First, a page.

Open Access

Effects of slip on nonlinear convection in nanofluid flow on stretching surfaces

Boundary Value Problems20162016:2

https://doi.org/10.1186/s13661-015-0506-2

Received: 20 October 2014

Accepted: 7 December 2015

Published: 4 January 2016

Abstract

We investigate the effects of momentum, thermal, and solute slip boundary conditions on nanofluid boundary layer flow along a permeable surface. The conventional no-slip boundary conditions at the surface are replaced by slip boundary conditions. At moderate to high temperatures, the temperature-concentration dependence relation is nonlinear and the Soret effect is significant. The governing partial differential equations are solved numerically. The influence of significant parameters on the fluid properties as well as on the skin friction, local Nusselt number, local Sherwood number, and the local nanoparticle Sherwood number are determined. We show, among other results, that the existence and uniqueness of the solutions depends on the slip parameters, and that the region of existence of the dual solution increases with the slip parameters.

Keywords

stagnation-point flownonlinear convectionpartial slipdual solutionsSoret effect

1 Introduction

Boundary layer flow over a stretching surface is important as it occurs in several engineering process, for example, materials manufactured by extrusion. During the manufacturing process, a stretching sheet interacts with the ambient fluid both thermally and mechanically. Several studies on the dynamics of boundary layer flow over a stretching surface have appeared in the literature (Crane [1]; Dutta et al. [2]). Recently an innovative technique used for improving heat transfer is to add ultra fine solid particles to a base fluid, Choi [3]. Recent literature shows a significant rise in applications of nanofluids such as in microchannels (Ebrahimi et al. [4], enzyme biosensors (Li et al. [5]), drug delivery (Shaw and Murthy [6]) biomimetic microsystems (Huh et al. [7]) etc. An impressive review of nanofluid research is given by Das et al. [8]. Kameswaran et al. [9] studied homogeneous-heterogeneous reactions in a nanofluid flow over a porous stretching sheet. Mabood et al. [10] studied the MHD boundary layer flow of nanofluids over a nonlinear stretching sheet.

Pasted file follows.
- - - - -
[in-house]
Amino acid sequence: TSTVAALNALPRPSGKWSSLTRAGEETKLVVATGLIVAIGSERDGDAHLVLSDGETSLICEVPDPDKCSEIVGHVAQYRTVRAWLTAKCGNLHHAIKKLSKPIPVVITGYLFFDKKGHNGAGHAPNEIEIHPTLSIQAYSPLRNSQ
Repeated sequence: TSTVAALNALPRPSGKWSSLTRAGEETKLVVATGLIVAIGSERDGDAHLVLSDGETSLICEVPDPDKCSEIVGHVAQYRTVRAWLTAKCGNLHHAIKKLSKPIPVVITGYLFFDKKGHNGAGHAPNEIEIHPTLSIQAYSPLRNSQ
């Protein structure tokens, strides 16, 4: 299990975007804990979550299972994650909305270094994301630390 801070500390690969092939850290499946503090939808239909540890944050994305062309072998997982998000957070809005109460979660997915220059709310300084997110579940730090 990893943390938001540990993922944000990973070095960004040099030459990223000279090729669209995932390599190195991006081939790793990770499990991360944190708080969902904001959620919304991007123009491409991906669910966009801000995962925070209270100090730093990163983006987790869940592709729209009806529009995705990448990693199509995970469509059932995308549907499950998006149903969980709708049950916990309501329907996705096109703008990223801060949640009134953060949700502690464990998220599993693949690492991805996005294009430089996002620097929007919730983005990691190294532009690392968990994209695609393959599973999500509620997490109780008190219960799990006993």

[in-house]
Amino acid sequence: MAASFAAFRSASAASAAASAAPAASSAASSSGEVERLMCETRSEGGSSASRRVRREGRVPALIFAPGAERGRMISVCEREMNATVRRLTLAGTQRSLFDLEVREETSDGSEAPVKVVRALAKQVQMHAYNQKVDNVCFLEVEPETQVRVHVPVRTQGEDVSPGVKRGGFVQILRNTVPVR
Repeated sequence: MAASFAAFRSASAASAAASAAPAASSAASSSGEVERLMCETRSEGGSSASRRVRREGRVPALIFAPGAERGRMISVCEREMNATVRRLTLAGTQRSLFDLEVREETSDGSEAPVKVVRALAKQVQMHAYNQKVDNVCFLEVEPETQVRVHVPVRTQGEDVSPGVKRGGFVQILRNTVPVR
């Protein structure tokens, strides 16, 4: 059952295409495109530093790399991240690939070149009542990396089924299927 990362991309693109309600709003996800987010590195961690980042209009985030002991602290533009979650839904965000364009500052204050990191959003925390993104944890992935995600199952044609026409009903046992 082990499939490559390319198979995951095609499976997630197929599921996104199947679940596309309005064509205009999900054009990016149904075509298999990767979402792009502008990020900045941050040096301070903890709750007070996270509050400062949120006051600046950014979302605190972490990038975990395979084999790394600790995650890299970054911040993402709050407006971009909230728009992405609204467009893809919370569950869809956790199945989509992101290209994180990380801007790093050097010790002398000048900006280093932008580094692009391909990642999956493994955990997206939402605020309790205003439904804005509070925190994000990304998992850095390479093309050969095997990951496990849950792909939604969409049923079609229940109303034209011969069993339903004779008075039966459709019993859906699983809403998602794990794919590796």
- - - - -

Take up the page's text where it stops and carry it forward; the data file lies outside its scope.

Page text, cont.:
A significant number of studies have applied the no-slip boundary conditions at the wall. However, the no-slip assumption is not applicable when fluid flows in micro and nano channels and must be replaced by slip boundary conditions (Aziz [11]). Nield and Kuznetsov [12] presented an analytic solution for convection flow in channel or circular ducts saturated with a rarefied gas in a slip-flow regime. The slip condition applies to corner flows and in the extrusion of polynomial melts from a capillary tube (Thompson and Troian [13]; Nguyen and Wereley [14]). Karniadakis et al. [15] showed that hydrodynamic and thermal slip occur simultaneously. The difference between the fluid velocity at the wall and the velocity of the wall itself is directly proportional to the shear stress. The proportionality constant is called the slip length (Maxwell [16]; Hak [17]).

Beavers and Joseph [18] investigated fluid flow over a permeable wall with a slip boundary condition. The effects of a second order velocity-slip and temperature-jump on basic gaseous fluctuating micro-flows were analyzed by Hamdan et al. [19]. The effects of partial slip on steady boundary layer stagnation-point flow of an incompressible fluid and heat transfer from a shrinking sheet was investigated by Bhattacharyya et al. [20]. This was extended in Bhattacharyya et al. [21] to unsteady stagnation-point flow of a Newtonian fluid and heat transfer from a stretching sheet with partial slip conditions. Niu et al. [22] investigated slip flow and heat transfer in a non-Newtonian nanofluid in a microtube. Khan et al. [23] analyzed the effects of hydrodynamic and thermal slip boundary conditions on double-diffusive free convective flow of a nanofluid along a semi-infinite flat solid vertical plate. Ibrahim and Shankar [24] studied the effects of velocity, thermal and solutal slip condition on the MHD boundary layer flow of a nanofluid past a permeable stretching sheet. Mabood et al. [25] studied the MHD slip flow over a radiation stretching sheet by using the optimal homotopy asymptotic method.